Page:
Tool for Easily Creating Videos

Journalism.co.uk has a writeup on Replay, which lets journalists create videos easily. “Making a Replay video is simple and takes only a couple of minutes. Once you open the app, you can select up to 200 images and video clips of any duration from your camera roll or import media from Facebook or Instagram.” This app isn’t free, but it’s a lot cheaper than something like Animoto.

Using Instagram for Longform Journalism

Can WIRED make Instagram journalism mainstream? “In early November, Wired became the first major publication to debut a longform story exclusively on Instagram.1 “Left Behind in a High-Speed World,” follows a man who teaches rural Mississippians about the value of being online. (Mississippi ranks last in the country for high-speed household Internet access.) The story was released as a series of 11 Instagram posts that combined stunning photography with long passages of text included in the captions.”

New Tool Helps Verify Photos

A new online tool helps you verify photos. “Verified Pixel runs tests on photos that can tell what camera was used, when and where and whether the image is original. It also can do a reverse image search and more. The verification takes a little over a minute to complete.”

Quartz to Open-Source Two Mapping Tools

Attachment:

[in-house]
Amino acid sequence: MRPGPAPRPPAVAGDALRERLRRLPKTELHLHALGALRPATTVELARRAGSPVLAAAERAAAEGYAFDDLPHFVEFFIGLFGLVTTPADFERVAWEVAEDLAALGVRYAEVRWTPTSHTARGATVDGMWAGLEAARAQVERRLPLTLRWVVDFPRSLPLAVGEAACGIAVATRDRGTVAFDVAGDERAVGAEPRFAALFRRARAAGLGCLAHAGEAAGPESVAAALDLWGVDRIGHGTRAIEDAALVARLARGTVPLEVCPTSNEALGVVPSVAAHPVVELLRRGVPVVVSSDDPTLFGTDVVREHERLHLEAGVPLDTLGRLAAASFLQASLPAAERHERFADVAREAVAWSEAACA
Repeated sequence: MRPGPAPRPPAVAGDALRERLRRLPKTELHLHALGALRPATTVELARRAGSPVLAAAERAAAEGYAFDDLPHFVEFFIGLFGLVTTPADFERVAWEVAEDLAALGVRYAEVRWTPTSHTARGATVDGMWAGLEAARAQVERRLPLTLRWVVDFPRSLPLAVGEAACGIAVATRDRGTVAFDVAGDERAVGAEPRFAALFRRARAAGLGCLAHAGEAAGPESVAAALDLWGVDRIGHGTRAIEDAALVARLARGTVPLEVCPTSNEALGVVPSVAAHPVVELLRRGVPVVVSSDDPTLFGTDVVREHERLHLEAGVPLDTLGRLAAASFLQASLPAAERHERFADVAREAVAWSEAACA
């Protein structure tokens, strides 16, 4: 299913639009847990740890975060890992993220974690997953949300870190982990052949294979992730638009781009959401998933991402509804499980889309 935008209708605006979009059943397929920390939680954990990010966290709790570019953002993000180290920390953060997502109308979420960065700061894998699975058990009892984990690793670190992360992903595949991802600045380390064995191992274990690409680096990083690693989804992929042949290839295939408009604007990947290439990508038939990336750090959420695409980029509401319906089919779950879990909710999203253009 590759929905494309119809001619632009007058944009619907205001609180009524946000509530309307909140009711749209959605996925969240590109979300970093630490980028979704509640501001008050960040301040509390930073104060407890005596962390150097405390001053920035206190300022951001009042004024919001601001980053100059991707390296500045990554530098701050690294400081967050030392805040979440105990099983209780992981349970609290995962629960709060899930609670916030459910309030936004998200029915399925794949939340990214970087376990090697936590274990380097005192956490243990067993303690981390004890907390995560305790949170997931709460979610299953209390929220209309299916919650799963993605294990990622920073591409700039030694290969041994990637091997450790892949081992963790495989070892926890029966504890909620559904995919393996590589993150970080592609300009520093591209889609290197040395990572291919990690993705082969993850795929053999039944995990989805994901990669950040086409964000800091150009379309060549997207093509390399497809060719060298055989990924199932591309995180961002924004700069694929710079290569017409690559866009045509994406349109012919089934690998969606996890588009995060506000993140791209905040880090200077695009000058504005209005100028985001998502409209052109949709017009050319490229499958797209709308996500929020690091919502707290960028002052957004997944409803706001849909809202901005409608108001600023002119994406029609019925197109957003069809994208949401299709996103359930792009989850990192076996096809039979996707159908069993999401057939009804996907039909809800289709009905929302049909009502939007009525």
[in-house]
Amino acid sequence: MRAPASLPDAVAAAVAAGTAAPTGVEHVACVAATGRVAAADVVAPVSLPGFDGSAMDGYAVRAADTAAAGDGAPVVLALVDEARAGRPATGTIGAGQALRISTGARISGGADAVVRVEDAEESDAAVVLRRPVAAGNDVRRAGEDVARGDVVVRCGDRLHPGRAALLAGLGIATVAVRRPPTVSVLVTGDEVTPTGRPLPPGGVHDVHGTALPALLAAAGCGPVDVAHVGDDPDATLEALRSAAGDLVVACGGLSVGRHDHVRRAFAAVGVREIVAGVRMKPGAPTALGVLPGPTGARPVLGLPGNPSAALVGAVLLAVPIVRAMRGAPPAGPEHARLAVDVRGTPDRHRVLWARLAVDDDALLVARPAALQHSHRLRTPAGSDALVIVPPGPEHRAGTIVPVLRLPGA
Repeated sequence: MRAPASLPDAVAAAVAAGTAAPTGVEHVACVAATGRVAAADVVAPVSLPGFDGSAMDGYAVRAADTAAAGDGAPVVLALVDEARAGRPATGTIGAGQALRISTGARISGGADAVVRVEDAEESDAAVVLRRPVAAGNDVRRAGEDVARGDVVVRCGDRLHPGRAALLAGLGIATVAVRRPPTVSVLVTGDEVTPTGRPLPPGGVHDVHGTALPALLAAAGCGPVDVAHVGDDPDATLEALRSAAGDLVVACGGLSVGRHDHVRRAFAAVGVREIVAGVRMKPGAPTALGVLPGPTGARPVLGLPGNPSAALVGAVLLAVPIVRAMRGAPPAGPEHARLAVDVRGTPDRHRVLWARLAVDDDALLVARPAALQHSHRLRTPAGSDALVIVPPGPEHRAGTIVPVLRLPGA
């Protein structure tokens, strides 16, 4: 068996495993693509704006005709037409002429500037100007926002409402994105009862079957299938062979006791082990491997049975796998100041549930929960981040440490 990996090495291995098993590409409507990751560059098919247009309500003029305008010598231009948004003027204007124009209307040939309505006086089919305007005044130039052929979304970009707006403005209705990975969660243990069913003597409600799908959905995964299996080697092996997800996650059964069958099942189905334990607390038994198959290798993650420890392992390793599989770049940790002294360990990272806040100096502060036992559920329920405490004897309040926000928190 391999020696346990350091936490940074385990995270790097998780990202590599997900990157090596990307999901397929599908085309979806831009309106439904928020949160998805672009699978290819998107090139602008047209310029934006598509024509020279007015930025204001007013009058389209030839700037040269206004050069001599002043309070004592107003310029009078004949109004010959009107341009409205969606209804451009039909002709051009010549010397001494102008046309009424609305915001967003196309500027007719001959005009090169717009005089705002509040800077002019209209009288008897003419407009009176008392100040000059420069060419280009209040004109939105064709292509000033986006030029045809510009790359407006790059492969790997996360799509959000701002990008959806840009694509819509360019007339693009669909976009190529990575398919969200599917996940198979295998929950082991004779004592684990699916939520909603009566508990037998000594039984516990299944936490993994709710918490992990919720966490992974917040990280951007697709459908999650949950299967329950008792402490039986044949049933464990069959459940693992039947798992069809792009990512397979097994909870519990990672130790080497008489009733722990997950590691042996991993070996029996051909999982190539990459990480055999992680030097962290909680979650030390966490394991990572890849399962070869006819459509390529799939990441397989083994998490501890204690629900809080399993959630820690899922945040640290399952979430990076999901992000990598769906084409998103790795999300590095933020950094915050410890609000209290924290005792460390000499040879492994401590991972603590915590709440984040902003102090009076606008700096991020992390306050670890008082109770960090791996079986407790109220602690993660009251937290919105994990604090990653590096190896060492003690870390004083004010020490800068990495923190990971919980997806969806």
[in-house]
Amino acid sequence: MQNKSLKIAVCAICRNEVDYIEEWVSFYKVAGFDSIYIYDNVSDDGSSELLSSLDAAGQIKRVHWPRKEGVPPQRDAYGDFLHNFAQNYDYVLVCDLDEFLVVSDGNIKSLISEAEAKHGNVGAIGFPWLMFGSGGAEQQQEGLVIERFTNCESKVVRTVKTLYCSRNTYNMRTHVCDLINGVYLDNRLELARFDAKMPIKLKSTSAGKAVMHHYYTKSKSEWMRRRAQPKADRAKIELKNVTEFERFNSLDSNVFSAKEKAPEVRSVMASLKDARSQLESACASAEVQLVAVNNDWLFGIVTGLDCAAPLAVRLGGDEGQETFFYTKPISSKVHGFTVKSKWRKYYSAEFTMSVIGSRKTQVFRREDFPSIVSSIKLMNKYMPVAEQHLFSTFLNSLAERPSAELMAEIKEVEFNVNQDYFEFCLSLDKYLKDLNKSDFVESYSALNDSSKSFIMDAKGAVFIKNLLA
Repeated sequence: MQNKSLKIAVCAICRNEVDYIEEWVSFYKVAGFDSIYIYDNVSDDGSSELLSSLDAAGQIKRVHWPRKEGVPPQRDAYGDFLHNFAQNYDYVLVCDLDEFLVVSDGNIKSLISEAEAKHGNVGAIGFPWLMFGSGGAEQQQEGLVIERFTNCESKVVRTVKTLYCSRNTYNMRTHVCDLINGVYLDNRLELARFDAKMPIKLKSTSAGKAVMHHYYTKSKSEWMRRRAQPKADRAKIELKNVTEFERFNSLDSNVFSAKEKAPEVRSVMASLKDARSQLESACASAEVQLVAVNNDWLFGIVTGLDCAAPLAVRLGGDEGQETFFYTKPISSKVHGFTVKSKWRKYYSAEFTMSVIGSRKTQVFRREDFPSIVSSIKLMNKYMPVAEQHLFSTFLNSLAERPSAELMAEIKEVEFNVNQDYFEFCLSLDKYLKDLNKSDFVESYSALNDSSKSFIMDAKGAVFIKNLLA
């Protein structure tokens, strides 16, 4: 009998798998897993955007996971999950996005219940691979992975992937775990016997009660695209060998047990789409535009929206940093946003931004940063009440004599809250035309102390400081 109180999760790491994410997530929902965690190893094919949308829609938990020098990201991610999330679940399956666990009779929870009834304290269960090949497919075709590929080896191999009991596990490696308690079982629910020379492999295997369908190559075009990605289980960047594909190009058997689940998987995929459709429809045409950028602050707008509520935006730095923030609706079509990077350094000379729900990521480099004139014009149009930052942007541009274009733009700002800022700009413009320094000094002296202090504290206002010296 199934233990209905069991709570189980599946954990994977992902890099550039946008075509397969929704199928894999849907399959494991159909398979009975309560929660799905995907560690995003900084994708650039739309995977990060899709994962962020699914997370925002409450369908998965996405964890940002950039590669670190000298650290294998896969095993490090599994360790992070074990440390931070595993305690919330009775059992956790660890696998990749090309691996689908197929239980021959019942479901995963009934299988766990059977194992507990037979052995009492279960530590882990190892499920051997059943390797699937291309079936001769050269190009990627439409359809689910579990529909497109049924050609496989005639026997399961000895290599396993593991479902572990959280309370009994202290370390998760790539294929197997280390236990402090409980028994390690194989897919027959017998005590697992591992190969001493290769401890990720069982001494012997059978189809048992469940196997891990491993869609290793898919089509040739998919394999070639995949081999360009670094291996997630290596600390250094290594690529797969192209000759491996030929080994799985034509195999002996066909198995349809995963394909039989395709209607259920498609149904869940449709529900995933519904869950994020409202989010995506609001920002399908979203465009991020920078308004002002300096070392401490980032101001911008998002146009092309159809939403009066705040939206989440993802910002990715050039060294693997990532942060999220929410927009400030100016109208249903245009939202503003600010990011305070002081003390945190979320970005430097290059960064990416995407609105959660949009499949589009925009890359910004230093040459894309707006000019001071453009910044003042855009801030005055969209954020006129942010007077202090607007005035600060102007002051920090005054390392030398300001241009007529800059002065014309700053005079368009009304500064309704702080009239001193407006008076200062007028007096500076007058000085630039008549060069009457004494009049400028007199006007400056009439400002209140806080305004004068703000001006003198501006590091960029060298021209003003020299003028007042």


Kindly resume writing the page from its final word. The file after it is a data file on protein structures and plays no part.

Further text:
Quartz is going to open-source two of its mapping tools. “News outlet Quartz is developing a searchable database of compiled map data from all over the world, and a tool to help journalists visualise this data. The database, called Mapquery, received $35,000 (£22,900) from the Knight Foundation Prototype Fund on 3 November.”

Banjo Discovery Free for Journalists

Banjo Discovery is being offered to journalists for free. “Since launching, Banjo has mapped the earth, recording what each location looks like on social media on a usual day, and built a technology that can alert users to any changes in this activity, such as a flurry of posts about a breaking news event.”

NYT Makes 50 Pieces Available

The New York Times has made 50 of its best pieces of journalism free to read. “The articles, op-eds and videos were selected by masthead editors and represent a tribute to the work enabled and sustained by digital subscribers, said Clifford Levy, an assistant masthead editor at The New York Times. The list runs 50 items and spans the breadth of the Times’ work, including foreign correspondence, opinion writing, cultural reporting and investigative journalism.”

The Washington Post Launches Instant Articles on Facebook

The Washington Post has launched Instant Articles on Facebook. “The Washington Post today became the first new partner to launch on Facebook’s Instant Articles platform. The Post will send 100% of its stories to Facebook so that all Washington Post content can be formatted as Instant Articles, giving readers a lightning-fast user experience for reading, sharing and commenting within the Facebook iOS app.”

Facebook Launches Signal for Journalists